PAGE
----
Why personal planning unlocks your success

by Philipp · Jan 1st, 2021

In this post I describe situations that I have gone through dozens of times, before I identified recurring patterns. I realized for myself that when I actually have time to work on my things, I regularly end up in a state of procrastination and feeling not productive at all. Even though I knew I was wasting a lot of time at work, I used to tell anyone and especially myself that I don't have enough time for all the fun things I would like to do.

In this post, I want to describe behavior patterns I observed from myself, and the supposed reasons for them. I draw one conclusion from them: Set yourself up for success by having a definite action plan.

Own your day - or someone else will.

This is level zero of my productivity guidelines: Don't immediately become reactive to other people's endeavor to assign you work or steal your time. We all have tasks that we have to do, and we all have tasks that we want to do. The latter ones usually serve our own goals and lead to making progress towards them. These are the tasks that serve our intrinsic motivation. They make us feel good. The first thing we need to be aware of is that there is a never-ending pool of externally-motivated tasks that do not get us anywhere in terms of our goals. If we fill our days doing them first, telling ourselves “once, these are done, I can finally work on the real stuff”, we certainly will never get to the real stuff. There is always someone waiting who has a better plan for how we spend our time. Just consider your email inbox a todo list that anyone with your email address can append items to.

If we let these lists control our attention, we will never “have time” to do all the things we ever wanted.

Do your fluctuating emotions control your outcome?

Consider the following situation, which I have gone through many times on my way to this article:

It's Wednesday evening and you have a wonderful evening ahead with your spouse. Tomorrow, you finally have set some time aside for your side project. You are excited, so you wake up early and drive to your office as the first one on the streets. You feel energized and excited about moving forward. You open the door, turn on the lights, open your computer, and ... now what? You're starring at the screen, and the cursor blinks at you. You pause and realize that you didn't think it through. You struggle and begin to weigh things against each other, trying to figure out what you should start with. But you can't. You spend minutes and hours, first getting a coffee and then emptying the dishwasher. You start with something but still aren't 100% sure. So you start something else. Your head is spinning, and you can't take a clear thought - not to mention a focused, single-minded action.

Guess what - you waste tremendously valuable lifetime, which could be the key to achieving your goals. It's not only the time you waste - you weaken yourself and your emotional state. You drain your energy and motivation in fights against yourself. You get into a bad mood and feel like you are procrastinating - which you are.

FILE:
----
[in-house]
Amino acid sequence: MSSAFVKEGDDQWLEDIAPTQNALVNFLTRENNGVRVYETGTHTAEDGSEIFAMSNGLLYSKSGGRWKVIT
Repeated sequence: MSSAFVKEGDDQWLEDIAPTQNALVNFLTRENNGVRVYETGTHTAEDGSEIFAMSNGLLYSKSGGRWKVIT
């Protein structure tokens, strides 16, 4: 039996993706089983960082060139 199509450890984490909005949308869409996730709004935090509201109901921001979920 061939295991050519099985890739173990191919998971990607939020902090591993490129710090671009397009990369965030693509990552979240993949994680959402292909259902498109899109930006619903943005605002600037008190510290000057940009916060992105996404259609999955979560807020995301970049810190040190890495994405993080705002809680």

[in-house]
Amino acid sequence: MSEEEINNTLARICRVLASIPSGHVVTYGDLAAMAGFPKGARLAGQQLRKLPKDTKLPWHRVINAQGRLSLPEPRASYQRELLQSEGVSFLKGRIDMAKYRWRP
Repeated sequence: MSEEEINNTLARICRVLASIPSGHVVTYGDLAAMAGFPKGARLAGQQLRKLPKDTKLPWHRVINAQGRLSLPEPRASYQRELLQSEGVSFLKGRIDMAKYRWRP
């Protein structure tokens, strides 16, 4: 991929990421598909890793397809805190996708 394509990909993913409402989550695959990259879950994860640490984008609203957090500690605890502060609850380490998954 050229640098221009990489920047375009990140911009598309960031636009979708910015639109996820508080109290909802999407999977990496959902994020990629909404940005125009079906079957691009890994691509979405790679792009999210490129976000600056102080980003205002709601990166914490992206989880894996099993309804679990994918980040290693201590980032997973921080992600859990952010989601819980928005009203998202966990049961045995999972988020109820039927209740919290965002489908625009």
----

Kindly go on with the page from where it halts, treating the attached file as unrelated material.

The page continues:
I call this the headless state. Because it's like a team without a head. Your thoughts and feelings are the players, each running into a different direction and fighting each other. It happens because the head of the team failed to give clear instructions.

Process saves you from the poverty of your intentions.

I heard this wonderful quote which originates from Elizabeth King. It describes concisely what happens to us usually when we failed to plan: we become the cue ball of our emotional state. If we haven't decided what we would be doing tomorrow, we will probably end up doing what we feel like doing. This, by any chance, might be the thing which brings us further. But most of the times will put us into the headless state. Probably, we will end up doing something completely off-track, which not only doesn't get us anywhere, but worse, puts us into a bad state for the rest of the day - feeling unproductive and that we're procrastinating.

But there's more to this.

It's hard to start.

At least for me. There's some resistance against starting something new. Even though we were excited about finally getting started with a task yesterday - now, that we have to take action, it feels like we're not so excited about it anymore. It's a subliminal feeling of not knowing exactly what to do, a fear of failure and doubt if it's the right thing to do.

I guess you noticed what the problem is: There was the word “feeling” above. And as we know from further above, feelings are the pitfalls which put us into a headless state. Once inside the situation our senses are blurred, and we listen to our feelings. So if we have this mysterious subliminal feeling of not knowing what to do, and didn't decide to do it yet - well, chances are ... you get it.

Zombies that can't stop.

Surprisingly, it goes very similar for ending things. First thing to notice is: Once we are up to speed and fully immersed into the task, it's fun working on it and making progress. Especially when we are working on things that scared us in the beginning. Here, a second, contrary phenomenon happens: we cannot stop. Even if we set an upper time limit to work on it - unsolved problems in our heads are like black holes for our attention. They suck in all our mental energy. Even if we do something else like going for lunch with a colleague, we can't help but keep thinking about it. Or, if it's already 7 PM and you'd call it a day. You can't break loose and spend the night dancing around your latest acquirement.

Tasks which we enjoy working on and that challenge us can become time sinks. If we are not careful about the time we spend on them, we will end up using all that's available. Then, when we finally surface from our work, we realize that we have literally no time left to do all the other things that are important to us. But that time is gone forever.